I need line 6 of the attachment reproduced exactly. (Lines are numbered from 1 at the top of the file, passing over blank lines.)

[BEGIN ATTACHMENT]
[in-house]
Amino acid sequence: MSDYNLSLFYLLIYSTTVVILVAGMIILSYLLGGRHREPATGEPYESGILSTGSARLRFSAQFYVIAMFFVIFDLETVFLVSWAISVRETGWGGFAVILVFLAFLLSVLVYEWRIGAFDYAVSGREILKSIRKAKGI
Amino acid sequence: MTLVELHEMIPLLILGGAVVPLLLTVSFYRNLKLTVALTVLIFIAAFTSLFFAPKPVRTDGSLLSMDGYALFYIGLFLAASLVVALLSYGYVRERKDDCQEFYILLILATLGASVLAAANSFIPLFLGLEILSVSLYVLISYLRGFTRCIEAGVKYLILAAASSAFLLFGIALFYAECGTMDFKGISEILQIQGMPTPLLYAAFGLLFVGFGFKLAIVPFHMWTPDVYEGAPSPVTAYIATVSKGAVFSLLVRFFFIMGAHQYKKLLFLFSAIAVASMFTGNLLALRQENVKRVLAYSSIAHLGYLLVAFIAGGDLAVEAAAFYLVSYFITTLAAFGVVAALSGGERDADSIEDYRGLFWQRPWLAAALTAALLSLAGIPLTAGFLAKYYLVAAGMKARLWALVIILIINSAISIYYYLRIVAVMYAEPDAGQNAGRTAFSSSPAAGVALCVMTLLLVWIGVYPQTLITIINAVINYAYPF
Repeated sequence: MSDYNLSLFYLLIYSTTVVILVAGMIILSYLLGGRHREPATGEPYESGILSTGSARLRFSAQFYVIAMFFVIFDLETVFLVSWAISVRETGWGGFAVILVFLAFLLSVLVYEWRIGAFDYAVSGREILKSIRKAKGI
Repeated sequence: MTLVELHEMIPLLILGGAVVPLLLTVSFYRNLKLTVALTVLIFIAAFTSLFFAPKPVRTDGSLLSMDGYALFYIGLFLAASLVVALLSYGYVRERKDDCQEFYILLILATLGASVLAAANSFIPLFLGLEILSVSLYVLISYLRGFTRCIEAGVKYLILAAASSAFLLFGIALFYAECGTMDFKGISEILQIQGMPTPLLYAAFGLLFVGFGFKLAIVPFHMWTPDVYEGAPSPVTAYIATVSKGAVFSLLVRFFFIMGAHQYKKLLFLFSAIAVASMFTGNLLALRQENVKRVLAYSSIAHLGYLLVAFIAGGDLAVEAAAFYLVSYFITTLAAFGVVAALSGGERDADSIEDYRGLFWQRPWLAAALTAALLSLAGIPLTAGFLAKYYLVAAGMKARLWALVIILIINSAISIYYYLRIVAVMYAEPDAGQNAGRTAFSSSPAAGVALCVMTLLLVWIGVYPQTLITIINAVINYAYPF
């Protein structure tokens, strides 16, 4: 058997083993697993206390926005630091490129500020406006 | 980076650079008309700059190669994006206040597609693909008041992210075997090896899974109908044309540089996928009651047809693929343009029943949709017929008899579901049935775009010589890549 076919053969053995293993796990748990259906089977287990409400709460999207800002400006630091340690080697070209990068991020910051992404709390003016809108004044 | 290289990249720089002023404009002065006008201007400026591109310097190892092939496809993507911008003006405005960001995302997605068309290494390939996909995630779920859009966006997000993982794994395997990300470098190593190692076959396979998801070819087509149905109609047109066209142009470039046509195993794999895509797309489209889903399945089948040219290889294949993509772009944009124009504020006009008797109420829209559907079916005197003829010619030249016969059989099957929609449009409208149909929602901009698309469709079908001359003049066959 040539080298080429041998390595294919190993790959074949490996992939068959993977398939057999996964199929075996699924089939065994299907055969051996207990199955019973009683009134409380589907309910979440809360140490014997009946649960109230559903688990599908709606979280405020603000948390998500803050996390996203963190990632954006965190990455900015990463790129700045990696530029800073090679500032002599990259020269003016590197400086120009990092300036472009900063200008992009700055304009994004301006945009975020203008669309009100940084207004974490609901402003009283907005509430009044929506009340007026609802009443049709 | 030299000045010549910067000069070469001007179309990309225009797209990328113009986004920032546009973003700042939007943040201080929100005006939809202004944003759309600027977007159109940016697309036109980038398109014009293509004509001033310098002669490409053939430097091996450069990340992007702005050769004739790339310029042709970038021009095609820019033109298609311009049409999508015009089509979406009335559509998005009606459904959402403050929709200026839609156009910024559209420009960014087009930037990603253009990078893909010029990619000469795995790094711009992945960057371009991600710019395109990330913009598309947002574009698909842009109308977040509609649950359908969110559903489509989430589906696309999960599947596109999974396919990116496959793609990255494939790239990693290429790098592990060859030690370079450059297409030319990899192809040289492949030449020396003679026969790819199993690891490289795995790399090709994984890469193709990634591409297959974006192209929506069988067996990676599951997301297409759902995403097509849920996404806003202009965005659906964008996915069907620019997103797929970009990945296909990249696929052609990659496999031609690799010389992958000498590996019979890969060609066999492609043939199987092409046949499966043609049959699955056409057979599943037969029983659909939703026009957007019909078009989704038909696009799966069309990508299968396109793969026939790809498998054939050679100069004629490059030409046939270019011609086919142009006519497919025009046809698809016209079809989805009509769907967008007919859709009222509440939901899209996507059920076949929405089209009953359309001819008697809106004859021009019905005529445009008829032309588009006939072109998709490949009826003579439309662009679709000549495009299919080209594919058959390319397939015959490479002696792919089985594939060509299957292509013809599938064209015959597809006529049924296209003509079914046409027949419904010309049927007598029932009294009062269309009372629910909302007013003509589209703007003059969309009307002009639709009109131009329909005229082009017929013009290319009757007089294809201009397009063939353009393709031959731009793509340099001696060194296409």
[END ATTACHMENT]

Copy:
């Protein structure tokens, strides 16, 4: 058997083993697993206390926005630091490129500020406006 | 980076650079008309700059190669994006206040597609693909008041992210075997090896899974109908044309540089996928009651047809693929343009029943949709017929008899579901049935775009010589890549 076919053969053995293993796990748990259906089977287990409400709460999207800002400006630091340690080697070209990068991020910051992404709390003016809108004044 | 290289990249720089002023404009002065006008201007400026591109310097190892092939496809993507911008003006405005960001995302997605068309290494390939996909995630779920859009966006997000993982794994395997990300470098190593190692076959396979998801070819087509149905109609047109066209142009470039046509195993794999895509797309489209889903399945089948040219290889294949993509772009944009124009504020006009008797109420829209559907079916005197003829010619030249016969059989099957929609449009409208149909929602901009698309469709079908001359003049066959 040539080298080429041998390595294919190993790959074949490996992939068959993977398939057999996964199929075996699924089939065994299907055969051996207990199955019973009683009134409380589907309910979440809360140490014997009946649960109230559903688990599908709606979280405020603000948390998500803050996390996203963190990632954006965190990455900015990463790129700045990696530029800073090679500032002599990259020269003016590197400086120009990092300036472009900063200008992009700055304009994004301006945009975020203008669309009100940084207004974490609901402003009283907005509430009044929506009340007026609802009443049709 | 030299000045010549910067000069070469001007179309990309225009797209990328113009986004920032546009973003700042939007943040201080929100005006939809202004944003759309600027977007159109940016697309036109980038398109014009293509004509001033310098002669490409053939430097091996450069990340992007702005050769004739790339310029042709970038021009095609820019033109298609311009049409999508015009089509979406009335559509998005009606459904959402403050929709200026839609156009910024559209420009960014087009930037990603253009990078893909010029990619000469795995790094711009992945960057371009991600710019395109990330913009598309947002574009698909842009109308977040509609649950359908969110559903489509989430589906696309999960599947596109999974396919990116496959793609990255494939790239990693290429790098592990060859030690370079450059297409030319990899192809040289492949030449020396003679026969790819199993690891490289795995790399090709994984890469193709990634591409297959974006192209929506069988067996990676599951997301297409759902995403097509849920996404806003202009965005659906964008996915069907620019997103797929970009990945296909990249696929052609990659496999031609690799010389992958000498590996019979890969060609066999492609043939199987092409046949499966043609049959699955056409057979599943037969029983659909939703026009957007019909078009989704038909696009799966069309990508299968396109793969026939790809498998054939050679100069004629490059030409046939270019011609086919142009006519497919025009046809698809016209079809989805009509769907967008007919859709009222509440939901899209996507059920076949929405089209009953359309001819008697809106004859021009019905005529445009008829032309588009006939072109998709490949009826003579439309662009679709000549495009299919080209594919058959390319397939015959490479002696792919089985594939060509299957292509013809599938064209015959597809006529049924296209003509079914046409027949419904010309049927007598029932009294009062269309009372629910909302007013003509589209703007003059969309009307002009639709009109131009329909005229082009017929013009290319009757007089294809201009397009063939353009393709031959731009793509340099001696060194296409």